The Tea Party Gets It Right: Atlanta's Baseball BoondoggleOne of the more intriguing "what-if"'s of American politics is to wonder what the Tea Party would have looked like if it hadn't been bought and paid for by Dick Armey and the Koch brothers. Whatever credibility the movement could have earned vanished when it took that money and became an arm of the Republican/corporate/austerity movement. At the beginning, there were elements of the Tea Party that viewed corporate dominance as a threat to liberty and democracy equal to the threat of big government. Tea Party populism could have been balanced and non-partisan. Imagine that.
Rumblings from that genuine populist element of the Tea Party just resurfaced in Atlanta. The local suburban Republicans came up with around $600 million in taxpayer money to move the Atlanta Braves from downtown to the suburbs. "Economic development" trumpet Cobb County Republicans.
"Nonsense," says Atlanta Tea Party leader Debbie Dooley.
"It's all 'appalling hypocrisy' and 'arrogance,' particularly from the four Republican commissioners who pitch their conservative credentials and champion the idea of a free market. Dooley and other tea partiers typically associate active, expensive government with Democrats, but it was the commission's lone Democrat who cast the only dissenting vote," according to an AP story.
Well, well. These kind of deals for wealthy sports team owners remain simply awful wastes of public money. The teams do not need the subsidies, there is almost no economic benefit to taxpayers, and the use of tax exempt bonds is probably illegal. The mother of all such boondoggles was New York Mayor Mike Bloomberg's $3 billion giveaway to the New York Yankees, a deal which incentivized the demolition of the venerable old Yankee Stadium and built a marble and granite edifice enshrining waste and greed. And just when the economy bottomed out. So now the Yankees charge thousands of dollars for a seat for a single game, most middle-class New Yorkers can't afford to go to games, the value of the Yankee franchise has skyrocketed, and New York's City's schools, subways, parks and roads are all facing austerity cuts because we have no money. I'll leave the A-Rod and Cano contracts for some other time. If you want to read about that deal in detail, click here.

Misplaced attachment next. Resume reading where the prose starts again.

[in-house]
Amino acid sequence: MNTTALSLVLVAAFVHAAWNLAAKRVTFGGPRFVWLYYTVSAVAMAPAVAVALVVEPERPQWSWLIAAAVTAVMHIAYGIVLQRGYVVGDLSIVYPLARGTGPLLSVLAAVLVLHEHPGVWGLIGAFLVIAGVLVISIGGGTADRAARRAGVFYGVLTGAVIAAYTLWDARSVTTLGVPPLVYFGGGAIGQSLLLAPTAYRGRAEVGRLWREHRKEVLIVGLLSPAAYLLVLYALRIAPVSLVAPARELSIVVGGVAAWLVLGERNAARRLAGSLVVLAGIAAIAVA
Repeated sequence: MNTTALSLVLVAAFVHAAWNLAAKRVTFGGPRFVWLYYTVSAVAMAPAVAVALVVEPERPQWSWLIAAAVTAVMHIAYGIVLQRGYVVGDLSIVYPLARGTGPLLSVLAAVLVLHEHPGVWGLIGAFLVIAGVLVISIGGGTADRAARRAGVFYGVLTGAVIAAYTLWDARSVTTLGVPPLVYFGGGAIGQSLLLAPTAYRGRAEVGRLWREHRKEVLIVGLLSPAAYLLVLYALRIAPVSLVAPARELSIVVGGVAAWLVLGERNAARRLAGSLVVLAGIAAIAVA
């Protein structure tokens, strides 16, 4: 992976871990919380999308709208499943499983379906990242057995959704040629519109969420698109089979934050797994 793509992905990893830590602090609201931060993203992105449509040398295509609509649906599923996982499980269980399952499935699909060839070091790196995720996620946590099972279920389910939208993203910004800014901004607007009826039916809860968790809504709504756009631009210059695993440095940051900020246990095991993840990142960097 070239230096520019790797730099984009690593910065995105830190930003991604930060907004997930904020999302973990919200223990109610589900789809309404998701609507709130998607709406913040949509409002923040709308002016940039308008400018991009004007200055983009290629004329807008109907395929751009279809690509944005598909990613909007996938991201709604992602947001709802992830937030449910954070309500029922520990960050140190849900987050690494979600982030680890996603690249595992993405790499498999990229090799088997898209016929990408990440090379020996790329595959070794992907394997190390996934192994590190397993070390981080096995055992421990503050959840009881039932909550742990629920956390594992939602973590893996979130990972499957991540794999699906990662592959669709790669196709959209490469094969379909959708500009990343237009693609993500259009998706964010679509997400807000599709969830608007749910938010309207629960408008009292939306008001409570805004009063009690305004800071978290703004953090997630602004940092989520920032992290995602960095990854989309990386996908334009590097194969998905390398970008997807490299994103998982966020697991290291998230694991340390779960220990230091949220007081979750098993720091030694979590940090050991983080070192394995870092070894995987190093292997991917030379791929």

It's not just the waste that's appalling, it's the way in which the political establishments of cities all over America become the lackeys of sports magnates. Grown-ups turn into adolescents when professional sports comes a-calling "Many Cobb business leaders back the plan, and they were vocal at the series of hastily arranged town hall meetings ... Supporters wore T-shirts paid for by Cobb business owners. They read: 'Come to Cobb: Home of the Braves.'The spirited residents waved foam tomahawks..." Try those kind of tactics when you're lobbying for building new schools and see where it gets you.
The Tea Partyers aren't backing down. "They're exploring a range of legal options, from lawsuits to petitions to oust the commission. Whether it's Republicans, Democrats, whatever, what's going on here is that the chamber of commerce types run the county, and the politicians are doing their bidding."
It's worth pausing and imagining a national Tea Party movement that was as tough on banks, and corporate excess as it is on food stamps. Our liberty and prosperity are as much affected by the power of large corporations as they are by large governments. Coalitions are built on that kind of thinking.
It's also worth asking the budget conferees trying to jumpstart a budget deal in Washington to end federal interest subsidies for these kind of deals. There is absolutely no national economic interest in subsidizing the move of the Atlanta Braves from downtown to Cobb County, and we could save hundreds of billions in wasteful tax expenditures if we stopped these kind of deals.
Two interesting and important "what-ifs." Let's see what comes of it.